Maritime transport moves 77% of the foreign trade of the European Union

Maritime Transport is an essential element of world trade and economy and is therefore highly globalized.

In particular, the European Union transports 77% of foreign trade and 35% of intra-community trade, according to the European Maritime Safety Agency (EMSA).

Although the sector brings important economic and social benefits to the European Union (EU), it also has an impact on the environment and the health of the citizens of the region.

In 2019, flagged vessels in EU member states made up almost a fifth of the total world fleet in deadweight tonnage, a measure of cargo capacity.

Ships registered under flags of EU Member States by type (percentage of total number)

More than a third of vessels engaged in international trade are owned by individuals and companies registered in the EU.

Meanwhile, the most frequent types of EU-flagged ships are bulk carriers, oil tankers and container ships, which account for more than 80 percent.

Half of all EU-flagged ships are under 15 years old, with bulk carriers and tankers being the youngest (average age 9.5 years).

Maritime transport

Also EMSA data shows that almost a quarter of the vessels registered under the flag of an EU Member State are over 30 years old.

The EU shipbuilding industry is relatively small, accounting for less than 4% of ships built per gross tonnage in 2019.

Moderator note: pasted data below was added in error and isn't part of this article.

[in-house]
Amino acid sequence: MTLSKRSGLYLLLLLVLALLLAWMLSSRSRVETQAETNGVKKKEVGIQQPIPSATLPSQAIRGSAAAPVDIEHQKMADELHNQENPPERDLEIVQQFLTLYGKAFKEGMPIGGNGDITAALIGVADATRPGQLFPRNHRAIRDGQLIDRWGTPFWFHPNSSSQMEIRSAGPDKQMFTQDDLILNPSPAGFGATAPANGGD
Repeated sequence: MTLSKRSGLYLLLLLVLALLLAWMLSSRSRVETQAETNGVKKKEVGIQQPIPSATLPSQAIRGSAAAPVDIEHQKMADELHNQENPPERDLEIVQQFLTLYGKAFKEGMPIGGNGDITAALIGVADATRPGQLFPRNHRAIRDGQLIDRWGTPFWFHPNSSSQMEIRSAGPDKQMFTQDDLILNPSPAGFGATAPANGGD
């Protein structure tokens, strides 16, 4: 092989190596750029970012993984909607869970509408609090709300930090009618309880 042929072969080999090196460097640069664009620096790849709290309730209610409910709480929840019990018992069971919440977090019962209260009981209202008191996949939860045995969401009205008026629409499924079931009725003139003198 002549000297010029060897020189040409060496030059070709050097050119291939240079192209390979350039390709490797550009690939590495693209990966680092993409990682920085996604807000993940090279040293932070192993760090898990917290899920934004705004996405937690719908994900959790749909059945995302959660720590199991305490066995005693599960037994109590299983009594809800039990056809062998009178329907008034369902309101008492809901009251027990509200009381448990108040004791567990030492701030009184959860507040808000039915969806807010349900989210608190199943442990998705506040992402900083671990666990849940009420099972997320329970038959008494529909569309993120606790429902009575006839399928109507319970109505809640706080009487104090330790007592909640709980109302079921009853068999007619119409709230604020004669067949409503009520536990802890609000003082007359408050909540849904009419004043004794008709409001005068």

In 2019, almost half of the maritime traffic (i.e. ships docking in port) in the EU came from ships dedicated exclusively to domestic routes and voyages, mainly due to frequent crossings by passenger ships / freight ferries. and download.

The EU’s maritime transport policy aims to support a prosperous maritime industry, with high levels of safety, environmental and social standards.

Indeed, safeguarding the health and well-being of citizens and the environment is a key EU prerogative and objective, underlined by the European Green Deal and existing EU environmental laws, which, among other things, have as aim to reduce, prevent and remediate air, ocean, freshwater and soil pollution.

Given the global nature of shipping and the fact that pollution crosses borders and regions, addressing the environmental impact of shipping requires further action at the international level, in accordance with the Paris Agreement on Climate Change and the 2030 Agenda for sustainable development.

Cargo and passenger transportation

EU ports handled close to 4 billion tonnes of goods, which represents around half of all goods by weight traded between the EU-27 and the UK, and the rest of the world.

These figures are expected to decrease slightly in 2020 due to the Covid-19 pandemic, in which, during the first half of the year, the number of ships calling at EU ports fell between 14.4 and 29%, in compared to the same period in 2019.

Finally, maritime transport is important for passenger transport, with 437 million people embarking (or disembarking) at EU ports in 2018. More than half of all calls at EU ports are made on cruise ships.